FORT HOOD, Texas (AP) - A gunman opened fire Wednesday at Fort Hood in an attack that left four dead, including the shooter, law enforcement officials said.
One of the officials, citing official internal Justice Department updates, said 14 others were hurt. The officials spoke on condition of anonymity because they were not authorized to release information by name.
A U.S. law enforcement official said reports circulating within the Justice Department indicate the shooter died of what appears to be a self-inflicted wound. The official spoke on the condition of anonymity because the investigation is still ongoing.
The Texas Army base was the scene of a mass shooting in 2009. Thirteen people were killed and more than 30 wounded in what was the deadliest attack on a domestic military installation in history.
The Army said on its official Twitter feed that the post was still on lockdown. Injured people were being treated at the post's Carl R. Darnall Medical Center and other local hospitals.
Outside the base, some relatives of soldiers waited for news about their loved ones.
Tayra DeHart, 33, said she had last heard from her husband, a soldier at the post, that he was safe, but that was hours earlier.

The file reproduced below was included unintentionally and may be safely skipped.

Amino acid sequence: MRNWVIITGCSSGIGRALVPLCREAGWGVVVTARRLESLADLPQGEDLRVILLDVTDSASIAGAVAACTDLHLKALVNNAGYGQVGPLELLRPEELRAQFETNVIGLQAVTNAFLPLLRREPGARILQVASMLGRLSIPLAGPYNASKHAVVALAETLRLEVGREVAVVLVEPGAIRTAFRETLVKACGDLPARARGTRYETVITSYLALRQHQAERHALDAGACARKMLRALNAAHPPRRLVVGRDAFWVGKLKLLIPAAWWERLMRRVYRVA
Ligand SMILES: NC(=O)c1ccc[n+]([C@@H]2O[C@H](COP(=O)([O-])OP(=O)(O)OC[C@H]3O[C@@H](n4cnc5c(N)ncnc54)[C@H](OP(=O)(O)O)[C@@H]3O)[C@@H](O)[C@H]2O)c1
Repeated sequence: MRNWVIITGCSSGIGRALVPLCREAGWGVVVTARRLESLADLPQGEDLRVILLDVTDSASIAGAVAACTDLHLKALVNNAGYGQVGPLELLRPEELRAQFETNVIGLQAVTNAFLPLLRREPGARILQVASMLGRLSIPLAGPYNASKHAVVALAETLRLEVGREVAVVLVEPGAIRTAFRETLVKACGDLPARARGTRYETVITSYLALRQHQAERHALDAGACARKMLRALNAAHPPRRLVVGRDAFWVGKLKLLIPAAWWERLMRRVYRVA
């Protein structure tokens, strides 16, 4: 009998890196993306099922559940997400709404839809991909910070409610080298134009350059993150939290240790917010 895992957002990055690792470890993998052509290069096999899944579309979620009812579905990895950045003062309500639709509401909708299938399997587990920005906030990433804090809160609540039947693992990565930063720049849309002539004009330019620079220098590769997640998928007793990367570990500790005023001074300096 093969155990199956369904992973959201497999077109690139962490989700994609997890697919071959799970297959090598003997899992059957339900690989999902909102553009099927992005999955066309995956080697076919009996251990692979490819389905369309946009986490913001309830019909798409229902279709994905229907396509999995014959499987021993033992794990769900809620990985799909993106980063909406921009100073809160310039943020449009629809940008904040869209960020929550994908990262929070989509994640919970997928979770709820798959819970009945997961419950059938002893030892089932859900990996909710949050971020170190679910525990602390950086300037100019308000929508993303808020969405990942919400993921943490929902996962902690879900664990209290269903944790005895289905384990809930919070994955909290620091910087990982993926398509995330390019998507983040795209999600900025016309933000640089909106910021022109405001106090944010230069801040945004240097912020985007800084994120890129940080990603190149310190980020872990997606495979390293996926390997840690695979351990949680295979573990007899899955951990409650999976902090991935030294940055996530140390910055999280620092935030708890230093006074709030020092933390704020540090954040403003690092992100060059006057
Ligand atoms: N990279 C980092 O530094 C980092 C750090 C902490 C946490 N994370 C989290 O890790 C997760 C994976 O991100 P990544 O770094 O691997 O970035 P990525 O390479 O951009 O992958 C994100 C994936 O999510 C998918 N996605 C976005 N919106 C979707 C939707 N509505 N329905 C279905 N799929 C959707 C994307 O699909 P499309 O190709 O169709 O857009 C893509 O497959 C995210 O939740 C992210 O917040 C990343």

"The last two hours have been the most nerve-wracking I've ever felt. I know God is here protecting me and all the soldiers, but I have my phone in my hand just hoping it will ring and it will be my husband," DeHart said.
In Chicago, President Barack Obama vowed that investigators will get to the bottom of the shooting, seeking to reassure the nation whose sense of security once again has been shaken by mass violence In a hastily arranged statement, Obama said he and his team were following the situation closely but that details about what happened at the sprawling Army post were still fluid. He said the shooting brought back painful memories of the 2009 attack.
Obama reflected on the sacrifices that troops stationed at Fort Hood have made - including during multiple tours to Iraq and Afghanistan.
"They serve with valor, they serve with distinction and when they're at their home base, they need to feel safe," Obama said. "We don't yet know what happened tonight, but obviously that sense of safety has been broken once again."
The president spoke without notes or prepared remarks in the same room of a steakhouse where he had just met with about 25 donors at a previously scheduled fundraiser for the Democratic National Committee. White House officials quickly pushed tables to the side of the room to make room for Obama to speak to the nation.
Associated Press reporters Eric Tucker and Alicia Caldwell in Washington, Lolita C. Baldor in Honolulu and Nedra Pickler in Chicago contributed to this report.